?This newly released book is by Donald Luskin and Andrew Greta. Mr. Luskin is Chief Investment Officer of an investment strategy company, TrendMacro. He’s also well known as an author and a commentator on CNBC. He has recently had several op-eds published in the Wall St. Journal. His co-author has only slightly less impressive credentials.
The book’s gimmick is that each chapter takes a different public figure and shows how he resembles a character in Atlas (or, in one case, The Fountainhead). The odd-numbered chapters deal with heroes, even-numbered ones with villains. There are some excellent selections: Paul Krugman as Ellsworth Toohey for the chapter, “The Mad Collectivist,” and Alan Greenspan as Robert Stadler for “The Sellout.” (Greenspan’s parallel to Stadler is something I have noted here on HBL; and novelist Ed Cline posted here back in 2002: “If he [Greenspan] can be characterized as anything, it’s as the “Dr. Robert Stadler of economics”.)
The main drawback of the book is that the real-life heroes, with one exception, are not on the exalted level of Miss Rand’s fictional heroes, neither in sense of life nor in philosophical understanding (the exception is John Allison, “The Leader.”) The worst offense is taking Milton Friedman as similar to Hugh Akston. (And I’m not as anti-Friedman as Ayn Rand was.)
Given the book’s title, and given that the authors are not known Objectivists, I expected pretentiousness and ignorance. I was wrong; I’m pleased to say it is neither. Despite its shortcomings, the book has two great virtues: 1. it exhibits a far better understanding of Atlas Shrugged and Objectivism than I can recall seeing from anyone outside “the movement,” and 2. the writing is supple and first-handed, gliding you comfortably along a 300-page journey.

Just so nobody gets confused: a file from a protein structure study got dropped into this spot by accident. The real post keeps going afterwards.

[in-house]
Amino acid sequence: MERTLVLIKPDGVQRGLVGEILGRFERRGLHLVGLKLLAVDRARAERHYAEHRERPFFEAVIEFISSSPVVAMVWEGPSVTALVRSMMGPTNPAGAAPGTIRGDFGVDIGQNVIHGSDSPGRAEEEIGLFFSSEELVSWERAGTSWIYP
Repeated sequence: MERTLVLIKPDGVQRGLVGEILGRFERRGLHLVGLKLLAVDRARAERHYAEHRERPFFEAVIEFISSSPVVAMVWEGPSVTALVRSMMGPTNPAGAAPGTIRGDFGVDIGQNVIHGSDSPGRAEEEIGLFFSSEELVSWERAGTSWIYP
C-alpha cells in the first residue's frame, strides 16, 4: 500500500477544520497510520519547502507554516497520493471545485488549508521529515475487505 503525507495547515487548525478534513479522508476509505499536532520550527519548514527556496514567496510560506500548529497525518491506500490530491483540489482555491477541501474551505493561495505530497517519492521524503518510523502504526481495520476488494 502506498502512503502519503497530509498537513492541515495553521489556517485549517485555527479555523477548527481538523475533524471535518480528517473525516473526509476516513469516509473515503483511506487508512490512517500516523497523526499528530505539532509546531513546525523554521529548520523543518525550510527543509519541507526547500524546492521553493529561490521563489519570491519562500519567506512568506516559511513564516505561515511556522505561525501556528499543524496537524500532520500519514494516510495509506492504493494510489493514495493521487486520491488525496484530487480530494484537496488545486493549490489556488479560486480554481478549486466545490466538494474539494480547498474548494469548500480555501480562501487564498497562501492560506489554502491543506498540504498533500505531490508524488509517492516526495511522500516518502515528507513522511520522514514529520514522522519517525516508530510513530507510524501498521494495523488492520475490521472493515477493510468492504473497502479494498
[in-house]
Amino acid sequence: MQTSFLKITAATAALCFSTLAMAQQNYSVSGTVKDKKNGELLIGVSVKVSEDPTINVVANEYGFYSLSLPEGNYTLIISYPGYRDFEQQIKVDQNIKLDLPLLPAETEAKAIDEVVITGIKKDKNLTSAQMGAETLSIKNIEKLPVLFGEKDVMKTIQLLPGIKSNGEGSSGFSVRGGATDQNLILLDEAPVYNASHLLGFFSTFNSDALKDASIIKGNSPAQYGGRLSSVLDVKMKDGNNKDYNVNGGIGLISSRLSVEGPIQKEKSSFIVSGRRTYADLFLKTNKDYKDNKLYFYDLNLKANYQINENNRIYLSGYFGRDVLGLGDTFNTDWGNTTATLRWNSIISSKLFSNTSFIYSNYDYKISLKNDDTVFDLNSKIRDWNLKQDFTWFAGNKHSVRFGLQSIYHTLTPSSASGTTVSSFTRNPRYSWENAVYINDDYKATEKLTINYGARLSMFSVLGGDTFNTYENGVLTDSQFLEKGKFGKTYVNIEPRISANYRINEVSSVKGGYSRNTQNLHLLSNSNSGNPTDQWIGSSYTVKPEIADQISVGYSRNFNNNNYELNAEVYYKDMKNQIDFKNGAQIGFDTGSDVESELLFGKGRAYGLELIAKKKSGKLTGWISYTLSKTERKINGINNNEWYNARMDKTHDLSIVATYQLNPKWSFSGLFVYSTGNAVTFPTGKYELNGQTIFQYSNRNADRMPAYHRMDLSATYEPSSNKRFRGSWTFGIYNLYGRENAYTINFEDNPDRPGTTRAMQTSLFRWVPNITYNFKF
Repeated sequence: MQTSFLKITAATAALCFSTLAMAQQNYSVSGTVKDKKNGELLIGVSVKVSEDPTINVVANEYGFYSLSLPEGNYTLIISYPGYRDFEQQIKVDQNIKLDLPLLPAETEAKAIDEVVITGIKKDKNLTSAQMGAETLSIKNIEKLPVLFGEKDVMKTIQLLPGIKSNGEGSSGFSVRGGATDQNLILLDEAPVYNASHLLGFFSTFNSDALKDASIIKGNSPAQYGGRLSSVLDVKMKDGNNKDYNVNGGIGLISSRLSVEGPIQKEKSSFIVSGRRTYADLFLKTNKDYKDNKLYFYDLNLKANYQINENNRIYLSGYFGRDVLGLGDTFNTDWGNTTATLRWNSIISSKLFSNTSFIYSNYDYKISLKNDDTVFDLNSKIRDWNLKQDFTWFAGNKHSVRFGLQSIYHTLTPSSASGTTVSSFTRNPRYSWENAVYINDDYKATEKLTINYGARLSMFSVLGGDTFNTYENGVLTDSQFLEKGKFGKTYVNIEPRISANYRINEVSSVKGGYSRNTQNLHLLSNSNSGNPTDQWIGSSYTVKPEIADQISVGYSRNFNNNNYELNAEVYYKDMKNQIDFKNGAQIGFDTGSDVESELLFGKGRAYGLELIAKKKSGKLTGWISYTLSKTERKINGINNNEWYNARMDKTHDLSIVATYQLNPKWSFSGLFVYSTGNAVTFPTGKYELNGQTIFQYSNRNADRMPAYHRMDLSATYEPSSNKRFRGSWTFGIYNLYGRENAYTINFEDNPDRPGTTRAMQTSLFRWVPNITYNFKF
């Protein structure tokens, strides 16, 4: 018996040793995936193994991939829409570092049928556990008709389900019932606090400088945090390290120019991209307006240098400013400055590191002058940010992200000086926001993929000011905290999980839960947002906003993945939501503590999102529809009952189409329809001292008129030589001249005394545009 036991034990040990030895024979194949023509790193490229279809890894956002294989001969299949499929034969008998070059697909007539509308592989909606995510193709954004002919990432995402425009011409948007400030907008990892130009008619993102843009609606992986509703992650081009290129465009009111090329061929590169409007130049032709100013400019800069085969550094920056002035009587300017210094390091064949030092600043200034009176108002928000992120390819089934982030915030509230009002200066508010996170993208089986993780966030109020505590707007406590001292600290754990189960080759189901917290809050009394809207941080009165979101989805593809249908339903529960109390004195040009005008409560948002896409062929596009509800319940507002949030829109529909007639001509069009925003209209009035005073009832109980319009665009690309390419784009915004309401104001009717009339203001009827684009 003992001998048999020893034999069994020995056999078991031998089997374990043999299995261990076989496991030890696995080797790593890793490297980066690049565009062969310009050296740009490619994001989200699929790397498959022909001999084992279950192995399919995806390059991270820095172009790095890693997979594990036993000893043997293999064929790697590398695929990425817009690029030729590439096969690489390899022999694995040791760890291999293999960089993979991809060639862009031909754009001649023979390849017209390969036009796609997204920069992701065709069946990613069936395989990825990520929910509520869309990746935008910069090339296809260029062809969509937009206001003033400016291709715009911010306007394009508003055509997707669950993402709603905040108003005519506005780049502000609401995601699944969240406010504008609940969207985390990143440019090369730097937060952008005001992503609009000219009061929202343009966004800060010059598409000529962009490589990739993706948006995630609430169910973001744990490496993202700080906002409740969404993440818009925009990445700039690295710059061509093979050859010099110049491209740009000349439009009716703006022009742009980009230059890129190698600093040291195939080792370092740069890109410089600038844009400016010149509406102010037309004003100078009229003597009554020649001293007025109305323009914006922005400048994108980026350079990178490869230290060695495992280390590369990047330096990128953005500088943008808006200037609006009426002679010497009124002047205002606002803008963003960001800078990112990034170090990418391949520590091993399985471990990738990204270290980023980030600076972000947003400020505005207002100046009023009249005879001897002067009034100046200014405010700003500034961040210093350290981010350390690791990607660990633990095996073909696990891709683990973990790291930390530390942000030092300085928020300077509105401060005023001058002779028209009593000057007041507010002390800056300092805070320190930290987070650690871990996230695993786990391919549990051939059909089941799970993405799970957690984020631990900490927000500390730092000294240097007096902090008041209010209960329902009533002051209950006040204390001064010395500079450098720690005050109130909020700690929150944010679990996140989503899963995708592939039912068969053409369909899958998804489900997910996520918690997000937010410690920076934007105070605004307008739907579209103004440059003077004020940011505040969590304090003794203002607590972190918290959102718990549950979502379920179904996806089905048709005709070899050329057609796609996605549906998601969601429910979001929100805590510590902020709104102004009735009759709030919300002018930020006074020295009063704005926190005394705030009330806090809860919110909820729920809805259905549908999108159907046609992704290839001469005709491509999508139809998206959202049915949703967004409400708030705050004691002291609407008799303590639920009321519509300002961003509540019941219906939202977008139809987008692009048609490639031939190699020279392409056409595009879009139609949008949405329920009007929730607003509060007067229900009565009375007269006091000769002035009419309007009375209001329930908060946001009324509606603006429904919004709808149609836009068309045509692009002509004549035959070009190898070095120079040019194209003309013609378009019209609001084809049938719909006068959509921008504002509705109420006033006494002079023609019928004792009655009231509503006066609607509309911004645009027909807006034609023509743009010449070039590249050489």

The authors understand that politics is not the focus of Atlas and that Objectivism is not a political ideology but a philosophy. The authors clearly have done extensive reading of Ayn Rand’s writings: they quote not only from the novels, VOS, and CUI but also from The Objectivist, The Ayn Rand Letter, Ayn Rand Answers, and even “The Analytic-Synthetic Dichotomy.”
As potential readers of the book, what you no doubt want to know is what you will get out of it. To its credit, you will not only derive satisfaction from seeing Ayn Rand’s ideas getting public exposure and being treated with admiration, you will actually learn something about the public figures discussed. That is, the book is not only gratifying but informative. (I did wonder, however, if the authors weren’t twisting things to support the book’s premise, especially in their idea that Bill Gates’ retirement represented a kind of implicit “going on strike” in response to antitrust persecution.)
The book is also informative on the causes of what is now being called The Great Recession, explaining how government—through the Fed, Freddie and Fannie, (egged on by Barney Frank)—caused the crisis, then laid the blame on capitalism.
Judging this book is rather like judging the movie version of Atlas: both could have been better but both also could have been so much worse. By the standard of what an Objectivist intellectual would write, the book is thin and, at times, offensive in its comparison of people to Ayn Rand’s unique, grand-scale, life-loving heroes. (E.g., as creative as Steve Jobs surely is, there’s no way on God’s green earth that he is remotely comparable to Howard Roark). On the other hand, by the standard of what you would expect to see in such a book, I Am John Galt is surprisingly good, in the ways I’ve outlined.